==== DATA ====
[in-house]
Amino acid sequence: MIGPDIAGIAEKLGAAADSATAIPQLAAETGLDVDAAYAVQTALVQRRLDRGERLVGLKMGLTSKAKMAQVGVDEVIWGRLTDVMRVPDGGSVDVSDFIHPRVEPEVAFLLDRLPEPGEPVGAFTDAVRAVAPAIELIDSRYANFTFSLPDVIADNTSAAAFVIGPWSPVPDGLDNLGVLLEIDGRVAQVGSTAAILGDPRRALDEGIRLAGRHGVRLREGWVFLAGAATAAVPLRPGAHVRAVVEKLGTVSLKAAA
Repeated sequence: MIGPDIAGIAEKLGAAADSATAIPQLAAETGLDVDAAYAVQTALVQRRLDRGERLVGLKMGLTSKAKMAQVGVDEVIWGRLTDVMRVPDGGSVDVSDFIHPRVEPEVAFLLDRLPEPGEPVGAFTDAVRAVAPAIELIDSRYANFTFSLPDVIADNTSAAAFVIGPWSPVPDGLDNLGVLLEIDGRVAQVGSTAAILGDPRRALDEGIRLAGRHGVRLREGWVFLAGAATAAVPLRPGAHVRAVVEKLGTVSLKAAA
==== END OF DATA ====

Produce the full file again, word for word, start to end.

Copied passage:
[in-house]
Amino acid sequence: MIGPDIAGIAEKLGAAADSATAIPQLAAETGLDVDAAYAVQTALVQRRLDRGERLVGLKMGLTSKAKMAQVGVDEVIWGRLTDVMRVPDGGSVDVSDFIHPRVEPEVAFLLDRLPEPGEPVGAFTDAVRAVAPAIELIDSRYANFTFSLPDVIADNTSAAAFVIGPWSPVPDGLDNLGVLLEIDGRVAQVGSTAAILGDPRRALDEGIRLAGRHGVRLREGWVFLAGAATAAVPLRPGAHVRAVVEKLGTVSLKAAA
Repeated sequence: MIGPDIAGIAEKLGAAADSATAIPQLAAETGLDVDAAYAVQTALVQRRLDRGERLVGLKMGLTSKAKMAQVGVDEVIWGRLTDVMRVPDGGSVDVSDFIHPRVEPEVAFLLDRLPEPGEPVGAFTDAVRAVAPAIELIDSRYANFTFSLPDVIADNTSAAAFVIGPWSPVPDGLDNLGVLLEIDGRVAQVGSTAAILGDPRRALDEGIRLAGRHGVRLREGWVFLAGAATAAVPLRPGAHVRAVVEKLGTVSLKAAA